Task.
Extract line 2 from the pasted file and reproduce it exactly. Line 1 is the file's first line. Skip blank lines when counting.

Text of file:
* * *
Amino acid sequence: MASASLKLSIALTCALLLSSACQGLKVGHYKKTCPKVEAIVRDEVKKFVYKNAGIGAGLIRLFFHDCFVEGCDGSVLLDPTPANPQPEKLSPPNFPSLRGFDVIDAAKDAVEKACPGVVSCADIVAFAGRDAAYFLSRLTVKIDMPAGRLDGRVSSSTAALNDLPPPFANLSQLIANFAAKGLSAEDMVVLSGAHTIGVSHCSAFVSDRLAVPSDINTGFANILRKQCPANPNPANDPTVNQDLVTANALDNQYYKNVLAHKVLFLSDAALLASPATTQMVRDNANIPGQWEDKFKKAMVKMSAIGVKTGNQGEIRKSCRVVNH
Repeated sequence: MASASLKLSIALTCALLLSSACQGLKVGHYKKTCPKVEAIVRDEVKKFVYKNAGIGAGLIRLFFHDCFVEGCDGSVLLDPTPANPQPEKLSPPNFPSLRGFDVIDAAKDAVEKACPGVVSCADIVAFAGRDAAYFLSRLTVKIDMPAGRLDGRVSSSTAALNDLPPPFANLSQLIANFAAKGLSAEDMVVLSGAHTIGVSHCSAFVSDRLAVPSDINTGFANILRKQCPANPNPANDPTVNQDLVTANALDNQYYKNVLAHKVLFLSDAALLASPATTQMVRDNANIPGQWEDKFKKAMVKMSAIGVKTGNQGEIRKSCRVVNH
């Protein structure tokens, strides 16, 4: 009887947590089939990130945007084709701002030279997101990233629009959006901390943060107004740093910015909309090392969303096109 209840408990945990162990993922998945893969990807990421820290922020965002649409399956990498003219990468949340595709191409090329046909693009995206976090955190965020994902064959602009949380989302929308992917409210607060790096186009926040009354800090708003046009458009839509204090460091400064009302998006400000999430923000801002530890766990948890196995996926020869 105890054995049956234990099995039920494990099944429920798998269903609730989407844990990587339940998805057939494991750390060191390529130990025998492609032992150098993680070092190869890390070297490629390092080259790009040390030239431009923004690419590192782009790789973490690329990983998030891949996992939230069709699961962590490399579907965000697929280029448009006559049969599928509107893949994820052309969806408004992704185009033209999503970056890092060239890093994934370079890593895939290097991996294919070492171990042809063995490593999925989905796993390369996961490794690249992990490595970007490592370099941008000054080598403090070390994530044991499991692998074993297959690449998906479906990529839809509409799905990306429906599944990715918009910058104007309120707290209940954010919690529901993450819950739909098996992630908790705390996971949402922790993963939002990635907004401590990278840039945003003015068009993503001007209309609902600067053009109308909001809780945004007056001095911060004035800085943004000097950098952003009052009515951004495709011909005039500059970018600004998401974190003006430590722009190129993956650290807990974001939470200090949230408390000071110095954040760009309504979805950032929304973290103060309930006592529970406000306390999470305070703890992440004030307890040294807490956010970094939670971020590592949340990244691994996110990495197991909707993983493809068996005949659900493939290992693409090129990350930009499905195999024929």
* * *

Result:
Repeated sequence: MASASLKLSIALTCALLLSSACQGLKVGHYKKTCPKVEAIVRDEVKKFVYKNAGIGAGLIRLFFHDCFVEGCDGSVLLDPTPANPQPEKLSPPNFPSLRGFDVIDAAKDAVEKACPGVVSCADIVAFAGRDAAYFLSRLTVKIDMPAGRLDGRVSSSTAALNDLPPPFANLSQLIANFAAKGLSAEDMVVLSGAHTIGVSHCSAFVSDRLAVPSDINTGFANILRKQCPANPNPANDPTVNQDLVTANALDNQYYKNVLAHKVLFLSDAALLASPATTQMVRDNANIPGQWEDKFKKAMVKMSAIGVKTGNQGEIRKSCRVVNH